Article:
Mark R. Johnson
     
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When CD-ROM first came on the scene with its ability to store vast amounts of information on a single five-inch disc, it was heralded by many to be the future of print. In addition to having the capacity to store an equivalent of 100,000 pages of text, that text could be indexed, hyperlinked, and shuffled by author, category, or subject matter. For many, it just seemed to be a better way to do text. Many publishers, with stacks of existing literary content, jumped on the bandwagon right away, making large investments in the technology. Projects such as combining all of the works of William Shakespeare onto a single, searchable CD-ROM, and creating vast anthologies of literature and corresponding criticism were begun. But, simply re-purposing the existing texts by dumping them onto CD-ROM not only failed to revitalize the texts, but in many cases resulted in tremendous losses for the publishers. Ever since that time, publishers have, for the most part, remained skeptical of new media technologies.

It is my belief that the mistake was not made in entering the CD-ROM market or even in using existing print content. I believe the primary mistake was one of mapping -- translating methods of representation from the medium of print to that of the computer. Repurposing content, as it is currently practiced, is driven by issues of expediency -- moving the content with the least cost in time and effort. However, good mapping cannot be achieved without careful consideration of the benefits and limitations of both the target and source media. It also requires the acceptance and understanding that the mapping will not be perfect. The result will be a new and different work that, though it may resemble the print-based original, leads to a fundamentally different experience. This is not to say that the resulting work would be any less valuable -- only different. In short, I am suggesting re-mediation instead of re-purposing.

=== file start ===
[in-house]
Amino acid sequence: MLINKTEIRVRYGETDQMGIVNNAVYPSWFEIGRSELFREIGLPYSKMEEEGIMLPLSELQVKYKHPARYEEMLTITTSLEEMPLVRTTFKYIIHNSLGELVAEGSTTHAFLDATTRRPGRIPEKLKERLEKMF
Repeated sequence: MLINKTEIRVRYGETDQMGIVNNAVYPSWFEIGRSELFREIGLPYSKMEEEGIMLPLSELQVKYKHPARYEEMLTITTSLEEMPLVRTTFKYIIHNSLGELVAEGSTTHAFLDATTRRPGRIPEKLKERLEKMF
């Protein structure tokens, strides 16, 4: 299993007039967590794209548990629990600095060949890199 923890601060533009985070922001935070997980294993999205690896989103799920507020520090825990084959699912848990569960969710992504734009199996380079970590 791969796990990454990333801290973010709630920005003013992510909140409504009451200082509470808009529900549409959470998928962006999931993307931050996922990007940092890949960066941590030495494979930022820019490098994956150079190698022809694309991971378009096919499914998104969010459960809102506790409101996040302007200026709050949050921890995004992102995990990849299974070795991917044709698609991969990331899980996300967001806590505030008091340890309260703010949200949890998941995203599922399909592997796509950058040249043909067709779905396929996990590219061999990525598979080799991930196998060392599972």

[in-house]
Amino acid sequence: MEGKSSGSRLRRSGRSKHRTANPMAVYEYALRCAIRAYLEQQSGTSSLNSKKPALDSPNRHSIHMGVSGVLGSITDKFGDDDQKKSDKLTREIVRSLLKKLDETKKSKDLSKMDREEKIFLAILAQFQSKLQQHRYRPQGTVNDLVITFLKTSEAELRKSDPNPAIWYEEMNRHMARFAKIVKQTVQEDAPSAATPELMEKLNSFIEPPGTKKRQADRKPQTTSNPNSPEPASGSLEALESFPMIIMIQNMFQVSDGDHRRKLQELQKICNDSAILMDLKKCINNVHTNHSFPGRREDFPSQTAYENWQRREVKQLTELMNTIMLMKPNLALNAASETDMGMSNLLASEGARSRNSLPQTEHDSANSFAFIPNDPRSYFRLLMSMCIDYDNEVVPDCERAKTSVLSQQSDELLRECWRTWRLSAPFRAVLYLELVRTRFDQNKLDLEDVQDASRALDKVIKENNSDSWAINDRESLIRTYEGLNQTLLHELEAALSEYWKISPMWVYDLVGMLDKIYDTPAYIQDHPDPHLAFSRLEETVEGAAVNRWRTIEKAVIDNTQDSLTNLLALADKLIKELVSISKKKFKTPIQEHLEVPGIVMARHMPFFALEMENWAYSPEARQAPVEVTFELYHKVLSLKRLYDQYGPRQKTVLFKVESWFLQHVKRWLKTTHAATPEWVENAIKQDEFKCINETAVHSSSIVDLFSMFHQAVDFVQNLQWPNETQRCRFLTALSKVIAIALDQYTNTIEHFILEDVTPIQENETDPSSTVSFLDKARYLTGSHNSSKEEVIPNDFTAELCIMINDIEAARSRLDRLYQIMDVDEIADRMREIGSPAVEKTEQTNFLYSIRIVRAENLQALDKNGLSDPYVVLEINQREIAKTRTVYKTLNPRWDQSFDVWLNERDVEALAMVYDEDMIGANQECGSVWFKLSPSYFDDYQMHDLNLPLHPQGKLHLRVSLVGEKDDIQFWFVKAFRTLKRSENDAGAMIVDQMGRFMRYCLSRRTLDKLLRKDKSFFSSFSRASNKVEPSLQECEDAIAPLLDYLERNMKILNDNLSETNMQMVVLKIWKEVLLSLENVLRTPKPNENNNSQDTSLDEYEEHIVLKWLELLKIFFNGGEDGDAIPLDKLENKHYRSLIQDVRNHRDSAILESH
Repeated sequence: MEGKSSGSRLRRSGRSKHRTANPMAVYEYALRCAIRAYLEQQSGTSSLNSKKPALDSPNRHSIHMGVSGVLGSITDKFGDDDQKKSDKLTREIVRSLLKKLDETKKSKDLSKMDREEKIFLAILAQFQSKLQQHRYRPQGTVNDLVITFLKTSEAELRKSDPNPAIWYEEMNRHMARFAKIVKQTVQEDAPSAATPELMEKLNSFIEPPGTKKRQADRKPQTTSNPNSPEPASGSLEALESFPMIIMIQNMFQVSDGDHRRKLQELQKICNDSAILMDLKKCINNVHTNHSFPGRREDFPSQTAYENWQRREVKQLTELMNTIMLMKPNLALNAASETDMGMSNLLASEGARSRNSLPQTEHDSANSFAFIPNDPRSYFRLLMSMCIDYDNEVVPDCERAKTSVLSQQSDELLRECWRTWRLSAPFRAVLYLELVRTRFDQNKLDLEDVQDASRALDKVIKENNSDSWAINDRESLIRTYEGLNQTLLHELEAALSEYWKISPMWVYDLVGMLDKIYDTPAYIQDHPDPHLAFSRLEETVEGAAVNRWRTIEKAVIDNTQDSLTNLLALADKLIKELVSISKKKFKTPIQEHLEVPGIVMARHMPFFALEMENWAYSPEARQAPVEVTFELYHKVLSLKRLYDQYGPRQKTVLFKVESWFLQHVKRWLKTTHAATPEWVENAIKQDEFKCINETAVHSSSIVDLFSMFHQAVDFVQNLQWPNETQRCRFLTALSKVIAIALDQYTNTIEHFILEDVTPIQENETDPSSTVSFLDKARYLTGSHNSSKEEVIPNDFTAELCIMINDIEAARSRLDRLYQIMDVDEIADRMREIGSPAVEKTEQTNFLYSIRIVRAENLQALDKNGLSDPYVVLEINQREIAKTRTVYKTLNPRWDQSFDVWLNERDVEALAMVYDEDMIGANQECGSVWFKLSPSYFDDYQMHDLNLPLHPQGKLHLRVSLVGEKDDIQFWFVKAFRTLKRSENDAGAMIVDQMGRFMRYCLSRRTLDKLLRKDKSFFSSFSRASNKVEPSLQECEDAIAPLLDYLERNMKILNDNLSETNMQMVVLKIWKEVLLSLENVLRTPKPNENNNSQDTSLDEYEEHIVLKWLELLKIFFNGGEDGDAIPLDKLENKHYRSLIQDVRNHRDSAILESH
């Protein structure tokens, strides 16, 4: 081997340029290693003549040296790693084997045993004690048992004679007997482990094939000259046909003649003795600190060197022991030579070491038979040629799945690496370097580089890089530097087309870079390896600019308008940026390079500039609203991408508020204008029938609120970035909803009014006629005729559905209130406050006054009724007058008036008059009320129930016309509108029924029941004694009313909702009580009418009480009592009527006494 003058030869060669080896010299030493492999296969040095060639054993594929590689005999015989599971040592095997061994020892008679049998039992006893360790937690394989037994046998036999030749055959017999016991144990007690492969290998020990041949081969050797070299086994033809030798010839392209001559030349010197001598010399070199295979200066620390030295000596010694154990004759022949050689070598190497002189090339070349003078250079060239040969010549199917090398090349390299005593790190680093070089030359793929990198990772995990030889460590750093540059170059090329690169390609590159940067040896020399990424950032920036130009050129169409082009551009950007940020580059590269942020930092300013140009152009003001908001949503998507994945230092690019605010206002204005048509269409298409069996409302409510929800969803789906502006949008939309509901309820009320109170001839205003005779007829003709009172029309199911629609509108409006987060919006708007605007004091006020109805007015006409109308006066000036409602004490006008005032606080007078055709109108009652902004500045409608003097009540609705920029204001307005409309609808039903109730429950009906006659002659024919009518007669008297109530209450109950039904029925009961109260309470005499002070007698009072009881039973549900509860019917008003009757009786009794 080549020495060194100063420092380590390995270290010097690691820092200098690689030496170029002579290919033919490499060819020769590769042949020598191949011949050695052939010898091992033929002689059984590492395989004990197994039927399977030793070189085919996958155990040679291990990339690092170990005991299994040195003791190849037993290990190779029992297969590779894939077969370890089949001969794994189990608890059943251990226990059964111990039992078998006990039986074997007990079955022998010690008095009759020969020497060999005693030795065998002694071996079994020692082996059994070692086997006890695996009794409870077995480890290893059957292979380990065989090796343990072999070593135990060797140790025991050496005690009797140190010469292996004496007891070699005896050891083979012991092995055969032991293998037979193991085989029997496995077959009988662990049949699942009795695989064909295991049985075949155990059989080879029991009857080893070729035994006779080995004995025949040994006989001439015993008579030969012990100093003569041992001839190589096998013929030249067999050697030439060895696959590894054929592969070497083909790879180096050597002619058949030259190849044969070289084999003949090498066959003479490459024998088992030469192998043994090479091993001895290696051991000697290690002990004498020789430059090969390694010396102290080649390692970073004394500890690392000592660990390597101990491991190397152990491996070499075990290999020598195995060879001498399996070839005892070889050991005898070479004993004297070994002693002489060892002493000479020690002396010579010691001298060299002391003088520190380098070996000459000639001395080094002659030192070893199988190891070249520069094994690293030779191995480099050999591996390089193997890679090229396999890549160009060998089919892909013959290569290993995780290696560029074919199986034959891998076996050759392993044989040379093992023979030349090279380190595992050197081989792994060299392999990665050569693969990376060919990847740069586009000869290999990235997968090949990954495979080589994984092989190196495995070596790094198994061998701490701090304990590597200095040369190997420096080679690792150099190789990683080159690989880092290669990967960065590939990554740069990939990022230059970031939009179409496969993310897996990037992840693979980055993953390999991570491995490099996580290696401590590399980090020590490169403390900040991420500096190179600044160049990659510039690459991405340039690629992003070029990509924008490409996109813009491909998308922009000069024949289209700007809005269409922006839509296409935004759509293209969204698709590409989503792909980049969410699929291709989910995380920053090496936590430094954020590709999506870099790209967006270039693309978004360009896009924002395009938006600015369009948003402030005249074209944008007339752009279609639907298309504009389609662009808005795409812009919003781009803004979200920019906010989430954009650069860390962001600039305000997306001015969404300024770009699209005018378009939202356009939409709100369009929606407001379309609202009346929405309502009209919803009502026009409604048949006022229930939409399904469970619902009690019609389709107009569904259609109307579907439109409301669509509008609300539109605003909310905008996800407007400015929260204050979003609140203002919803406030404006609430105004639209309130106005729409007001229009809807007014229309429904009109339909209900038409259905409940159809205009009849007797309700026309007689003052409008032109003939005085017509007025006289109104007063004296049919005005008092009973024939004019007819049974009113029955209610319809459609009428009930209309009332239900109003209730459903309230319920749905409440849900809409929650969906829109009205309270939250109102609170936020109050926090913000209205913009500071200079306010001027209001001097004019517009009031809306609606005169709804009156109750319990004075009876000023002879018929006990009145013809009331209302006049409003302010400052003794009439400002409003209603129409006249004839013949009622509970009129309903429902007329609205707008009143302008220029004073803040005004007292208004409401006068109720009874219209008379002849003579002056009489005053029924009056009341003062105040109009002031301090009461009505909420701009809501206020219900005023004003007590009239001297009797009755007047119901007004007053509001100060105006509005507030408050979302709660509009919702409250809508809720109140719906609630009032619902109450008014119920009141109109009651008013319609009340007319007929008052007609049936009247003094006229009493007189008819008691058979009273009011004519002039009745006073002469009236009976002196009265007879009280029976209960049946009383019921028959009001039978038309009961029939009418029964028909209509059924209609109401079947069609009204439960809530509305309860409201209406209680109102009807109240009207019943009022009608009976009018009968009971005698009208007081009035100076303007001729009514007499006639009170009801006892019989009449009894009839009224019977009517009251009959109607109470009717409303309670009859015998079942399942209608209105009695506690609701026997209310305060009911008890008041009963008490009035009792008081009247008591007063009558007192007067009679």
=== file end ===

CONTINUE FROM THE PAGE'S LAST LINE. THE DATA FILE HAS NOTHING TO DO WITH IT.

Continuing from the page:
The term re-mediation stems from the understanding that the medium through which one conducts a dialogue has a direct and significant influence over the meaning of that dialogue. As Marshall McLuhan has suggested, "the medium is the message." Therefore, re-mediation is the process of transforming existing content from one medium to another, while taking into careful consideration the differences between the media throughout the process. In many cases, re-mediation more resembles redesign than appropriation. Successful re-mediation requires that a balance be struck between the benefits of the new medium and the losses incurred in the translation to it.

24 Hours, the CD-ROM, is an experiment in re-mediation in which a story is transformed from its original comic book form into a multimedia CD-ROM. The purpose of this experiment is to determine if re-mediation can, in fact, result in a meaningful and engaging experience for the reader. It also serves as an opportunity for me to engage in the practice of re-mediation and to subsequently explore that experience. If successful, the project should help to show that re-mediation can be beneficial and that the potential is there for future work, as well as to provide personal insights into the process. However, it is important to note that re-mediation is not always extensible. It operates at such a focused level, taking so many aspects of the source and target material into consideration, that some of the techniques and practices may not be applicable to other situations.

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    [Return to Top] Copyright 1997, Mark R. Johnson.
Last modified 6/11/97.